Head injuries are the No. 1 killer in motorcycle accidents, with brain trauma also a potential disaster, making a high-quality helmet designed with top-tier materials and engineered construction a rider's first line of defense against death.
The National Highway Traffic Safety Administration estimates that helmets reduce crash deaths by 37 percent and brain injuries by 67 percent. In 2009, more than 4,200 motorcyclists died in crashes, which was 13 percent of crash deaths.
Helmets are designed to protect and cushion a rider's head from the impact of a crash and also prevent penetration injuries, such as those from the bike's pedals or from a fencepost hit in an accident. Helmet technology is improving every day, with new materials and designs providing a greater degree of protection. So if you're wearing a helmet that you bought years ago, it's likely time for an upgrade.
Here are the new and improved materials and design elements to look for when shopping for a new helmet.
*Helmet Materials -- The Outside Shell
Alan Dowds -- motorcycle expert and author, as well as deputy editor at SuperBike magazine -- says, "Helmets' tough outer materials take the brunt of the blow," which is why you want the strongest outer material possible.
--Always look for a helmet that is Department of Transportation-certified and marked with the DOT symbol signifying the model is made with top materials and design.
--Upgrade to the toughest outer material possible. Carbon fiber helmets are considered the strongest you can get, and many riders will wear only this type, even though carbon fiber costs more than plastic and fiberglass.
--Other strong materials to upgrade to include injected thermoplastic resin, Kevlar and complex laminate construction, which provides strong cushioning but still keeps the helmet lightweight.
--Look for a helmet that provides protection from ultraviolet rays.
*Helmet Materials -- Inside the Helmet
"The softer liner inside the helmet's frame, usually made of expanded polystyrene, is constructed to protect your skull by absorbing the energy of an impact, slowing down the deceleration of your head inside the outer shell and preventing the bruising, swelling and skull fractures which are so often fatal," Dowds says.
--The softer cushioning inside the helmet is not just for comfort. Look for multi-element polystyrene as the best shock absorber.
--New microfiber material inside the helmet wicks moisture away from your head.
--Upgrade to a style with removable cheek pads and a washable interior.
*Helmet Materials -- Fasteners
A strong and secure chin strap helps keep the helmet on your head during an accident's impact. If your helmet is more than a few years old or has experienced a large amount of use, the snaps of your chin strap may have lost some of their strength.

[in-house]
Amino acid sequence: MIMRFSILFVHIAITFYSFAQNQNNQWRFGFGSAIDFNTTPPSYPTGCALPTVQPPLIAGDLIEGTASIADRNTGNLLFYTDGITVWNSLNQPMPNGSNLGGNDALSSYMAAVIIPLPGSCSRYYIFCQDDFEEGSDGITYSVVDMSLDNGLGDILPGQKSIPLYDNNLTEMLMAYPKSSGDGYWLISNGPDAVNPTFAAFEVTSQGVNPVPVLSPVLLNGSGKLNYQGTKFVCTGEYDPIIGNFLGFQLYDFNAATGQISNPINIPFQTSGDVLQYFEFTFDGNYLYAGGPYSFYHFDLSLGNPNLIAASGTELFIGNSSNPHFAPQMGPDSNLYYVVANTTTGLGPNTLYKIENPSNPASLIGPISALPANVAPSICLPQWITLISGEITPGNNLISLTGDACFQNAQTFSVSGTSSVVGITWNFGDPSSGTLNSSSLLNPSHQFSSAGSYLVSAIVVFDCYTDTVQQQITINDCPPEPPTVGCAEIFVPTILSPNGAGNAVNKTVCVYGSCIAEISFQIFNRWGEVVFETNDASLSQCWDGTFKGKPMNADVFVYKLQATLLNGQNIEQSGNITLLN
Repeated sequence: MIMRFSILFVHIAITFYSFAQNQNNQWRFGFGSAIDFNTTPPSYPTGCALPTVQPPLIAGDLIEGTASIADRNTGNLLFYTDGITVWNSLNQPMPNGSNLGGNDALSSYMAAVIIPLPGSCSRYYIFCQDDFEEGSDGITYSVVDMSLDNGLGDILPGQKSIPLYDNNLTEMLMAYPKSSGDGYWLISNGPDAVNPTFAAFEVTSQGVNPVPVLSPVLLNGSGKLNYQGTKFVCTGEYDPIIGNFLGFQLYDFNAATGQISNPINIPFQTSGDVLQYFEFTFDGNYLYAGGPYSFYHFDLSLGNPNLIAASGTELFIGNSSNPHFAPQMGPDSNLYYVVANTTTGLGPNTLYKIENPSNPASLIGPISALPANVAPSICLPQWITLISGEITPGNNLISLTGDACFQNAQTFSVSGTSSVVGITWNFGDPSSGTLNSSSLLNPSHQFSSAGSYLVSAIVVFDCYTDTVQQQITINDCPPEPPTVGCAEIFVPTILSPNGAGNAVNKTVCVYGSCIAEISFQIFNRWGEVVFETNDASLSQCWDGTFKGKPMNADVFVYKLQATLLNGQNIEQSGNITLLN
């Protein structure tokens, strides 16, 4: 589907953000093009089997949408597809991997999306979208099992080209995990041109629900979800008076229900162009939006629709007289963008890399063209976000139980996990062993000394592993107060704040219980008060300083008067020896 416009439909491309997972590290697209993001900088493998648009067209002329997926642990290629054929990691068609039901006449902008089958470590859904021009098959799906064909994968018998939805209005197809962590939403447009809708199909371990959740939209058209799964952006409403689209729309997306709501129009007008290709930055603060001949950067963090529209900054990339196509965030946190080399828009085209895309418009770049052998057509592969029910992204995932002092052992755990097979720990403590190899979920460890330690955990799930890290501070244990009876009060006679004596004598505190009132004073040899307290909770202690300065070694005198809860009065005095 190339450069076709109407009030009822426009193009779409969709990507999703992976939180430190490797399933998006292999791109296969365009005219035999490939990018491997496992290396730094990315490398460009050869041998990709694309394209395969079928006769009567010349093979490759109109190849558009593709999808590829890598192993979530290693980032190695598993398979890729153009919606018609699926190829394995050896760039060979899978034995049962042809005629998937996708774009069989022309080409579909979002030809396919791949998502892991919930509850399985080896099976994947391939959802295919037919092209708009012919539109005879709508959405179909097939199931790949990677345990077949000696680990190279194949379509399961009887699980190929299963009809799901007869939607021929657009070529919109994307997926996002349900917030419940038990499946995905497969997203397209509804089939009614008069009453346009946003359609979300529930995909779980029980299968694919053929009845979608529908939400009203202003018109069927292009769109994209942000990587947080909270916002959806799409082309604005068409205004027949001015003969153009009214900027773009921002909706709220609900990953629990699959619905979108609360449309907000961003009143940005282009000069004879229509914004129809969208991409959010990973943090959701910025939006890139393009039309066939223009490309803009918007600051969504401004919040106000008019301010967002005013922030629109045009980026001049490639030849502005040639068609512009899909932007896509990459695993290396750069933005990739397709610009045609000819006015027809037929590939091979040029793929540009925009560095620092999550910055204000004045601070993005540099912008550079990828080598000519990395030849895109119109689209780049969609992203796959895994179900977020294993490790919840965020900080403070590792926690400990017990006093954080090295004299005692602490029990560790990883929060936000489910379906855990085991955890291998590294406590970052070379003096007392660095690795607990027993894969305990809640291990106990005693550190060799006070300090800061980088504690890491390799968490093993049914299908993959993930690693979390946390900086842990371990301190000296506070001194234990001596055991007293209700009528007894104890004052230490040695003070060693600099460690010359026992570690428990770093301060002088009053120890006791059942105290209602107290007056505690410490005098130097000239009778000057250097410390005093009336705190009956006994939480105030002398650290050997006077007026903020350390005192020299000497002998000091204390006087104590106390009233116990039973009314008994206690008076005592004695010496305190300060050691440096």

--Dowds says, "There are a variety of fastening systems available, including seat belt-type buckles for easy fastening."
--New chin straps are lined with velour.
*Better Helmet Airflow
An upgraded helmet also provides coolness and comfort while you wear it. Riding on a hot day without a vented helmet causes discomfort and perhaps overheating, confusion and disorientation. You never want to be disoriented while riding, so upgrade to a helmet with better venting.
--Look for "multi-point air intake," which means that air vents are placed strategically on the sides and the chin bar to provide optimal fresh air intake and release hot air.
--Four top vents are optimal.
*Face Protection and Better Vision
As stylish as motorcycle goggles and sunglasses may be, a quality movable visor provides the best protection against bugs and gravel that kicks up in traffic, and it also protects your chin, jaw, nose and browline from injury in an accident.
--Upgrade to a visor with a quick-release system. Dowds says, "Many high-grade helmets feature quick-release systems that allow for a darker, tinted visor to be swapped in for riding in bright sunshine," which adds another degree of safety to your ride by allowing you to see.
--Look for anti-scratch OPCC 2-millimeter visors that provide 100 percent UV protection.
--Look for a "de-mist face shield" that pushes out slightly, clearing fogging.
"The most important part of a helmet is the fit," Dowds says. "It's essential to try the helmet on and make sure it is the right size -- not too large or too tight. A helmet that's too big can come off your head in a crash, leaving you totally unprotected, while a too-tight lid can cause discomfort and headaches."
Different helmet models suit different head shapes. Always be sure to go to a dealer's shop to try on helmets rather than order one online. The shop's experts will help you find a helmet that fits your head perfectly.
This is your safety, your comfort and your life on the line, so prepare to invest in a new and improved helmet.